Over-reaching by federal regulators and local governments could stop the Tuscaloosa Marine Shale from ever booming in Louisiana and shift drilling activity to the Mississippi side of the oil-rich formation, Louisiana Oil and Gas Association Vice President Gifford Briggs said Thursday.
The Environmental Protection Agency has been trying to take control of the hydraulic fracturing permitting process from state governments for a long time, Briggs said.
The energy industry fears that any allegation of a problem could result in an instant ban on hydraulic fracturing, the same way that federal regulators placed a moratorium on offshore drilling after the BP well disaster.
“That would give the federal government the ability to shut down the oil and gas industry in the state with the swipe of a pen,” Briggs said. “That is very terrifying, and that is a very real concern that industry has.”
Briggs spoke at the Greater Baton Rouge Industrial Alliance’s annual meeting.
Most wells are drilled using hydraulic fracturing, where millions of gallons of water, mixed with sand and chemicals, are forced underground under high pressure to crack rock formations and release natural gas or oil. Environmentalists and some residents say the practice could contaminate surface water and water tables. There are also concerns about the enormous amount of water used in the process — a Colorado State University study found the average horizontal well in that state used 2.7 million gallons of water — and the effects of disposing wastewater from fracking.
Briggs said federal regulation would likely increase the time and the cost involved in drilling a well.
Meanwhile, Louisiana’s continuing budget shortfalls could mean the end for the severance tax break that drillers get for horizontal wells, Briggs said.
In 1994, Louisiana made horizontal wells exempt from severance taxes until a company recovers the cost of the well or for 24 months, whichever happens first.
At the time, the technology was fairly new, and legislators were trying to encourage drilling. In 2010 and 2011, the exemption meant that Louisiana didn’t collect around $300 million in severance taxes.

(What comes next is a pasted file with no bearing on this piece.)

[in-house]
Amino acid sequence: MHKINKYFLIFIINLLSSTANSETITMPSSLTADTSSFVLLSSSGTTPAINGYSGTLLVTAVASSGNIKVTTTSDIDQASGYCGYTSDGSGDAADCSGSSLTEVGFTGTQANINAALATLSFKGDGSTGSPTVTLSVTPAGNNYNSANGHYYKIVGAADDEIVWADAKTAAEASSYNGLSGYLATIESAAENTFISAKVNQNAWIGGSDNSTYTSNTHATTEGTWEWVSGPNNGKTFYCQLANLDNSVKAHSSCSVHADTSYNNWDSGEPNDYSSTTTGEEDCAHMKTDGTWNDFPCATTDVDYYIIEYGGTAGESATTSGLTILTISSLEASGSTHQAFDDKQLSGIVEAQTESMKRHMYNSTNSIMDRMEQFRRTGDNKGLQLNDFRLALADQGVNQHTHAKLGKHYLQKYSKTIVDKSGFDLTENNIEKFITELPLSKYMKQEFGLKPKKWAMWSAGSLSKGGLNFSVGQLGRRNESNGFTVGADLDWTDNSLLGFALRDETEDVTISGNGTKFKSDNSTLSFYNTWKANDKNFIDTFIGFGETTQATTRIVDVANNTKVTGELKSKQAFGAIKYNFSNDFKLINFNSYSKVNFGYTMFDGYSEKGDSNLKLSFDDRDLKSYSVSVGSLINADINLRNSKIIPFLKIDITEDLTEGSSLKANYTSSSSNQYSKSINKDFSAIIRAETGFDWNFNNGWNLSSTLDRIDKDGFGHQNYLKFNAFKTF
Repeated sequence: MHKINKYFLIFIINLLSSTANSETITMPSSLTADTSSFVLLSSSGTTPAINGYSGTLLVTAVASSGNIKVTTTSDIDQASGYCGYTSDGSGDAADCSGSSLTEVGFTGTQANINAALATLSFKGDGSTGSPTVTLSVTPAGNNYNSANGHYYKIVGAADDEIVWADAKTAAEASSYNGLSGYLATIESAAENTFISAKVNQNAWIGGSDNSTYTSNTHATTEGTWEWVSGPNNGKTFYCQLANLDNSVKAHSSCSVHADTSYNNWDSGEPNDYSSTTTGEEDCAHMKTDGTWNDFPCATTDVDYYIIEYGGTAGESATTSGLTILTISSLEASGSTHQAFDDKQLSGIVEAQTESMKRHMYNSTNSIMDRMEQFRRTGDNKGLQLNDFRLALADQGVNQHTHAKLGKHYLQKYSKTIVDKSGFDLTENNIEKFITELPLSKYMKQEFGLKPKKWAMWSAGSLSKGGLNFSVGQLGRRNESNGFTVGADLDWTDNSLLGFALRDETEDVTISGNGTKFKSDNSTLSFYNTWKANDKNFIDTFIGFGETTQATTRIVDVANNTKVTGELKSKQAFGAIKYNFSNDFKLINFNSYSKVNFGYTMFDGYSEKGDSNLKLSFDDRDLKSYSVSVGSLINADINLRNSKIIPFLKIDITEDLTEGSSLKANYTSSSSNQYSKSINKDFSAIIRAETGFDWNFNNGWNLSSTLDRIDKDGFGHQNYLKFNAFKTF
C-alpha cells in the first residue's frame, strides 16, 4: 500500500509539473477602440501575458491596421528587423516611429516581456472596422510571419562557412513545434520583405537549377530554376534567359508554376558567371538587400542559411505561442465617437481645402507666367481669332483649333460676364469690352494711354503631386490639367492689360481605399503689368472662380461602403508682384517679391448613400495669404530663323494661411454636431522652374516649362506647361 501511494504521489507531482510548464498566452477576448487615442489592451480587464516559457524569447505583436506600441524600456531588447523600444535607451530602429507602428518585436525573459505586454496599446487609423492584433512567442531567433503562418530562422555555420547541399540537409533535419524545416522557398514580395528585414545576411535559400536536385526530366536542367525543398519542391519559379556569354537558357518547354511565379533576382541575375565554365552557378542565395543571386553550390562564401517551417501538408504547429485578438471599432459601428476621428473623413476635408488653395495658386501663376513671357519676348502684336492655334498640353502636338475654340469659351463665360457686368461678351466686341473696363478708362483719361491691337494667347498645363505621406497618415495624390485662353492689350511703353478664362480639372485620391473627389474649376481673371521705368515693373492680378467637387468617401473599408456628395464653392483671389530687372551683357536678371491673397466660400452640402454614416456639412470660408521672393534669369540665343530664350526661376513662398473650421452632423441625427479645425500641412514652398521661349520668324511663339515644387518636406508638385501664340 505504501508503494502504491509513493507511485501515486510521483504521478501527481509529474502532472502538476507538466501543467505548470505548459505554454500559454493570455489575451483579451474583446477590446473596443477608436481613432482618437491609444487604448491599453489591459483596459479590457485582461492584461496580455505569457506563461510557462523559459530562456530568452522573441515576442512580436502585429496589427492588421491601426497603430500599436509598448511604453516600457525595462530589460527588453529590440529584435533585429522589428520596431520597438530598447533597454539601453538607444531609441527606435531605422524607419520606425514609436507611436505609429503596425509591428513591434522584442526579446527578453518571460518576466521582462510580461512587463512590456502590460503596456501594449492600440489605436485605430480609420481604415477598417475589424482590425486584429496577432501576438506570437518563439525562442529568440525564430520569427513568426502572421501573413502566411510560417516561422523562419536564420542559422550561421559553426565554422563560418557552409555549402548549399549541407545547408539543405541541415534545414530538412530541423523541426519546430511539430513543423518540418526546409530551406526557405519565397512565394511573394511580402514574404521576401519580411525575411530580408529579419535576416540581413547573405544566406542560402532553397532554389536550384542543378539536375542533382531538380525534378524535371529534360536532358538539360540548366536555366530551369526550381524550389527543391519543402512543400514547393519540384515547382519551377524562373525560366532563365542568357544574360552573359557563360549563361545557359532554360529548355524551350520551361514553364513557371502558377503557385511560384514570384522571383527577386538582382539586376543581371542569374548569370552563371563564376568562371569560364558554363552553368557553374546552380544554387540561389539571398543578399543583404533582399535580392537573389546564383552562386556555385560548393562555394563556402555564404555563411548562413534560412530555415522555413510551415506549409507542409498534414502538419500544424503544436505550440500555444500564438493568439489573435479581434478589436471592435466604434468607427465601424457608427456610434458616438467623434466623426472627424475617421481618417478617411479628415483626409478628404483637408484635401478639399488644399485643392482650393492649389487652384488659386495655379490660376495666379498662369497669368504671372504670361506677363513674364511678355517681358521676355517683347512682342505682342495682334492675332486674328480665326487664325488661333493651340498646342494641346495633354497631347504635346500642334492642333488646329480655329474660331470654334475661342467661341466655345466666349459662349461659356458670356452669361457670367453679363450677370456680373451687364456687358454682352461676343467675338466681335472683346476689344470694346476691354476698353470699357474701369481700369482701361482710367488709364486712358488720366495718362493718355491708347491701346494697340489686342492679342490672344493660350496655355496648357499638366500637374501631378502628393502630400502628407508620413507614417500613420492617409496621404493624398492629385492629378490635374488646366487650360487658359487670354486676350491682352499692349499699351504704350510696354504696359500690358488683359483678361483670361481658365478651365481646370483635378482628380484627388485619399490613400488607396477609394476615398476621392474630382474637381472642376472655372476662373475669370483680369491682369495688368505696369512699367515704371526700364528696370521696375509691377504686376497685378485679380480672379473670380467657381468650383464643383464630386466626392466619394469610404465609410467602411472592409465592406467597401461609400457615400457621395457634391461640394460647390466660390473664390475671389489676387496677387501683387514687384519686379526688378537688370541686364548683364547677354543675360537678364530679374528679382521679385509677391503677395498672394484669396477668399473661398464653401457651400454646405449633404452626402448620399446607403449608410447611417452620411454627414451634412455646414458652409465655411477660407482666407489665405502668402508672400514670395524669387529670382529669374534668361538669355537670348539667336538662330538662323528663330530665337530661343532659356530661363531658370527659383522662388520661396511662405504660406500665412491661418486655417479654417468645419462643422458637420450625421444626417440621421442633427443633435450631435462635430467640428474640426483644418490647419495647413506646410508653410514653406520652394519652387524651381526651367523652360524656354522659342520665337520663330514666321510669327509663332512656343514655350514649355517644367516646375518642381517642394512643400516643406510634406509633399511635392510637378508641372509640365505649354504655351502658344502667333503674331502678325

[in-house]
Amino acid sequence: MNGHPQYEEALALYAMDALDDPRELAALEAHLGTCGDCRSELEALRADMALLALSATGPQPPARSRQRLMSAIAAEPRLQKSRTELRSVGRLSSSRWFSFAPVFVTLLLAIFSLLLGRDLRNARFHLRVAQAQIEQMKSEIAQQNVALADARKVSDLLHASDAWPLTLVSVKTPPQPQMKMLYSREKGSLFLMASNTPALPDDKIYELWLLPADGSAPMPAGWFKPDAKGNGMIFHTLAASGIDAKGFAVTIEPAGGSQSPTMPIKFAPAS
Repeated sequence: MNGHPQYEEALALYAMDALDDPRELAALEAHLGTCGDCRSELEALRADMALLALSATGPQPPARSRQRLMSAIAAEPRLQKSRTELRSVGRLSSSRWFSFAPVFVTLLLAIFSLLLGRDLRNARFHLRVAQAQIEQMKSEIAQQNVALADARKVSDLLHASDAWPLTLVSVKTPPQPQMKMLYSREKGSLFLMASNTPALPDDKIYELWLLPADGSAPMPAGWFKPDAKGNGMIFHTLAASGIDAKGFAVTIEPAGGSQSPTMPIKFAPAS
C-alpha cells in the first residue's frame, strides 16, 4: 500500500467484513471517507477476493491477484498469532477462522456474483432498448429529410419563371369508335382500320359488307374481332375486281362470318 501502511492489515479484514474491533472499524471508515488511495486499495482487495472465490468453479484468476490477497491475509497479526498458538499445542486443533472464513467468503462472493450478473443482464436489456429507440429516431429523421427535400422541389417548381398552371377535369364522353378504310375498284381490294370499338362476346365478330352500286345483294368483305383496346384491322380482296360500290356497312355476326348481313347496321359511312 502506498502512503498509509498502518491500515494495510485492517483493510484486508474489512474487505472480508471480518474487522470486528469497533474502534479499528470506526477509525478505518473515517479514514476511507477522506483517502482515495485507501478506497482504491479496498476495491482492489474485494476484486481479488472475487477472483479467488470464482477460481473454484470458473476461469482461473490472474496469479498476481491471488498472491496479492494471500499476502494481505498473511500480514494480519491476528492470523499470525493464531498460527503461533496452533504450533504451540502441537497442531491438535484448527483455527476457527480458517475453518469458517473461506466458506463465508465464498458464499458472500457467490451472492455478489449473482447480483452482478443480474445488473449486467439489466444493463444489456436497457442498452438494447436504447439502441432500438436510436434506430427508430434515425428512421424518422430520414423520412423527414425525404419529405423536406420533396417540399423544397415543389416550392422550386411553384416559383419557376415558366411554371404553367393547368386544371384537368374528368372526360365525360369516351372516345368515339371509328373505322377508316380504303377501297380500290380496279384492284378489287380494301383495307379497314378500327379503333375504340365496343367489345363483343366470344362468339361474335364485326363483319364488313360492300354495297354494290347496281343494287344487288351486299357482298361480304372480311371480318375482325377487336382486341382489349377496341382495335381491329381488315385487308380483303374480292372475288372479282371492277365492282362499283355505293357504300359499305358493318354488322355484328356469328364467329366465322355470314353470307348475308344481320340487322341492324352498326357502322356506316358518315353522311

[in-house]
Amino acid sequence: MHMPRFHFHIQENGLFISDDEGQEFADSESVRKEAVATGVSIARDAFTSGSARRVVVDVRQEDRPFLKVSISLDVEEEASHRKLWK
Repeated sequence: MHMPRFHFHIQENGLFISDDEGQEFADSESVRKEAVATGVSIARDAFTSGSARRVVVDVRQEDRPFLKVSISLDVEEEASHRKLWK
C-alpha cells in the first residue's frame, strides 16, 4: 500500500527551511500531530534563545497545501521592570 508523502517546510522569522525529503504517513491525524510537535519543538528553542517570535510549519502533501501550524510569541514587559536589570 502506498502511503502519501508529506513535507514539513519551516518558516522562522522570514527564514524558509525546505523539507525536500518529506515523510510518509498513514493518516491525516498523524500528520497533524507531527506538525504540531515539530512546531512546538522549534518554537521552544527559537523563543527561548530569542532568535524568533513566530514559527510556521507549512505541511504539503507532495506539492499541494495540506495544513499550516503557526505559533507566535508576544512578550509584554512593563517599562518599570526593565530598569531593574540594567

The energy industry says it creates billions of dollars in economic activity and investment, which generates tax dollars in other ways.
The Haynesville Shale, for example, had $31 billion in economic impact during the past two years, creating more than 60,000 jobs, Briggs said.
Briggs said he expects the tax break will be the No. 1 target in the next legislative session, even though Louisiana’s economy is heavily dependent on the oil and gas industry.
Drilling is already practically impossible in the Haynesville Shale, due to depressed natural gas prices, Briggs said. Without that incentive, the cost of drilling goes up incredibly, making it even less likely that drilling will take place, and the same goes for the Tuscaloosa Marine Shale.
Finally, drilling companies face problems at the local government level, Briggs said.
Once the Haynesville Shale got going, every local government wanted to create its own well permits, fees, road-use taxes and everything else to capitalize on the boom, Briggs said.
“And I’m sure those parishes in the Baton Rouge area, when they looked at what was going on, they said, ‘Well if we can just get that kind of activity and that kind of economic growth in our area we would do anything,’ ” Briggs said. “Well the Tuscaloosa shows up, and now all of a sudden we’ve got local ordinance issues in every parish that we’ve never had before.”
The local issues vary wildly, Briggs said.
In Beauregard and Vernon parishes, there were efforts to ban hydraulic fracturing. Other local governments have asked drillers to disclose the chemicals used in hydraulic fracturing, he said.
Many of the proposed ordinances duplicate state regulations, while others would make drilling companies repair road damage; the industry is willing to pay for repairs, but oil and gas companies don’t have expertise in road repair.
Briggs said all of these challenges could mean that the much-anticipated Tuscaloosa Marine Shale boom might never materialize.
Drilling companies have an option, he said. They can just move their operations to the Mississippi side of the formation.
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